115.38 0.00 (0.00%)
After hours: 4:00PM EDT
|Bid||115.24 x 800|
|Ask||250.00 x 1300|
|Day's Range||113.02 - 124.88|
|52 Week Range||102.13 - 179.45|
|Beta (5Y Monthly)||0.79|
|PE Ratio (TTM)||79.35|
|Earnings Date||May 27, 2020 - May 31, 2020|
|Forward Dividend & Yield||1.28 (1.04%)|
|Ex-Dividend Date||Jan 26, 2020|
|1y Target Est||167.65|
Sanderson Farms, Inc. (NASDAQ: SAFM) today announced it has implemented a temporary weekly attendance bonus for the Company’s employees in an amount equivalent to $1.00 an hour for each hour worked. The bonus payment commenced yesterday, Monday, March 30, 2020, and will end Friday, June 26, 2020.
Sanderson Farms (SAFM) reported earnings 30 days ago. What's next for the stock? We take a look at earnings estimates for some clues.
Sanderson Farms, Inc. (NASDAQ: SAFM) today announced that it will host a conference call at 10:00 a.m. Central time, 11:00 a.m. Eastern time, on Thursday, April 2, 2020. During this call, management will provide an update for the investment community on Sanderson Farms’ response to COVID-19 and current poultry market conditions. Those who wish to participate in the call may do so by dialing 888-204-4368 (Conference Code 8852541).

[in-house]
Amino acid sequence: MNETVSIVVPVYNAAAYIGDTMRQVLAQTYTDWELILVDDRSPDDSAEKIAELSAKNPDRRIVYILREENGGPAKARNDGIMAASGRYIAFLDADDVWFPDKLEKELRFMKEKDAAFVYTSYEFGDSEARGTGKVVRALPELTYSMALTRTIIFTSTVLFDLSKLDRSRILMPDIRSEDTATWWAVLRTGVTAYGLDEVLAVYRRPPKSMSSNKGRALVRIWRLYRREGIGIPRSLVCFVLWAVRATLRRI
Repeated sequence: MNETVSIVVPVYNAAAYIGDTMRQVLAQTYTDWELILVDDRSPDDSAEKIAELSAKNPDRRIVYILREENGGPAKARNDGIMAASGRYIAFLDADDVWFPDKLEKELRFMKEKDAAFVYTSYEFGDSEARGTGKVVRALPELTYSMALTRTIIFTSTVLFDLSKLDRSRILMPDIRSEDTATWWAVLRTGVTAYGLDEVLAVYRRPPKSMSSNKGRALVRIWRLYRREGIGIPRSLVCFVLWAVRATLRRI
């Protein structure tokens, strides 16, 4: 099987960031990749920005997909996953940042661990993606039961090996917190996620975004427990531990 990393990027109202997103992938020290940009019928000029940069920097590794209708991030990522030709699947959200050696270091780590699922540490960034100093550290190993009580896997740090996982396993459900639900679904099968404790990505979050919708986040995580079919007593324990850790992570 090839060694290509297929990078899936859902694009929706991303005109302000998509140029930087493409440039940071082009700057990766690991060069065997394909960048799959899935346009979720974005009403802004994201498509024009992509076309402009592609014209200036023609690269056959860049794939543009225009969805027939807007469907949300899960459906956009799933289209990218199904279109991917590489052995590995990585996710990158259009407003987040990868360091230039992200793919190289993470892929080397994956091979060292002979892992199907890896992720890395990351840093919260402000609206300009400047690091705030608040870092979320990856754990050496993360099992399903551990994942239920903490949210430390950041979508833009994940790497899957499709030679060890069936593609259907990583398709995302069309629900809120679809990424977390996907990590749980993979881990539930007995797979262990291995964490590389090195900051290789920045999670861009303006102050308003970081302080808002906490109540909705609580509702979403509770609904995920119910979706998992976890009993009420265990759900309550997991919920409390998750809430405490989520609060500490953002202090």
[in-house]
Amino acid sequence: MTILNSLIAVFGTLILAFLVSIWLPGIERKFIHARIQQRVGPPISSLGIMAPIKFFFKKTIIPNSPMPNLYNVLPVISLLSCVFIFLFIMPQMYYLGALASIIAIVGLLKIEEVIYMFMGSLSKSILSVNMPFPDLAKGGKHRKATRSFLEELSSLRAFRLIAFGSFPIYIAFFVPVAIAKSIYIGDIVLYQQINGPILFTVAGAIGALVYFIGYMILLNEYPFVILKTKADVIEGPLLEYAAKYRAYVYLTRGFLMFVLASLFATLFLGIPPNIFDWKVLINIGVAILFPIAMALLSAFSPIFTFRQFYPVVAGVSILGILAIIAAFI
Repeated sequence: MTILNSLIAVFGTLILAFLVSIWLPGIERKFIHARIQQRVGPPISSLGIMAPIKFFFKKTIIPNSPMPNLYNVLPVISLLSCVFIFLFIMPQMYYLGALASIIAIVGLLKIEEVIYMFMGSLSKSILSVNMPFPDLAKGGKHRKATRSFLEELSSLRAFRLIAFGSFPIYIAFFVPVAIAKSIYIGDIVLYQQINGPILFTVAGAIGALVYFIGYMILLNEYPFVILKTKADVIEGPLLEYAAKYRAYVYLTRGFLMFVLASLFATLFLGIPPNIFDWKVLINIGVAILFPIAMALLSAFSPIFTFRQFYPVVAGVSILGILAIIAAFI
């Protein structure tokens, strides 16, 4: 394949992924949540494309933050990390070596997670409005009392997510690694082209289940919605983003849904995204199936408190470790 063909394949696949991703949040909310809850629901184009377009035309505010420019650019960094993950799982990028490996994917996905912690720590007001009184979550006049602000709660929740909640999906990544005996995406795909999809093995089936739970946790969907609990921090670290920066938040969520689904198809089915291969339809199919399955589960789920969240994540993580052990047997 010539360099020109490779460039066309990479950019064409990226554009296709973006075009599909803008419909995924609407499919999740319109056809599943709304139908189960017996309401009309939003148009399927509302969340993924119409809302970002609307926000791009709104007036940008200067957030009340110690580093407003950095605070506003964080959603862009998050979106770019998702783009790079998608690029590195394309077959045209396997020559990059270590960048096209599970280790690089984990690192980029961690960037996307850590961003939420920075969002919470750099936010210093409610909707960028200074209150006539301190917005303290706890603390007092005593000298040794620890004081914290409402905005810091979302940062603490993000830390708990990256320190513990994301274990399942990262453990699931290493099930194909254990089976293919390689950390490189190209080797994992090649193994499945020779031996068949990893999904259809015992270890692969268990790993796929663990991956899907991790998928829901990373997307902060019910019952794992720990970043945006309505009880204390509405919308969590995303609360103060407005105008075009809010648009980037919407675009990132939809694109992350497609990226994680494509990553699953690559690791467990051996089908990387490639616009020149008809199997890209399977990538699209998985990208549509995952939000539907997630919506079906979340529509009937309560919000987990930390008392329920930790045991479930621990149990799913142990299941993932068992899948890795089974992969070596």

Coronavirus is probably the 1 concern in investors' minds right now. It should be. On February 27th we published an article with the title Recession is Imminent: We Need A Travel Ban NOW. We predicted that a US recession is imminent and US stocks will go down by at least 20% in the next 3-6 […]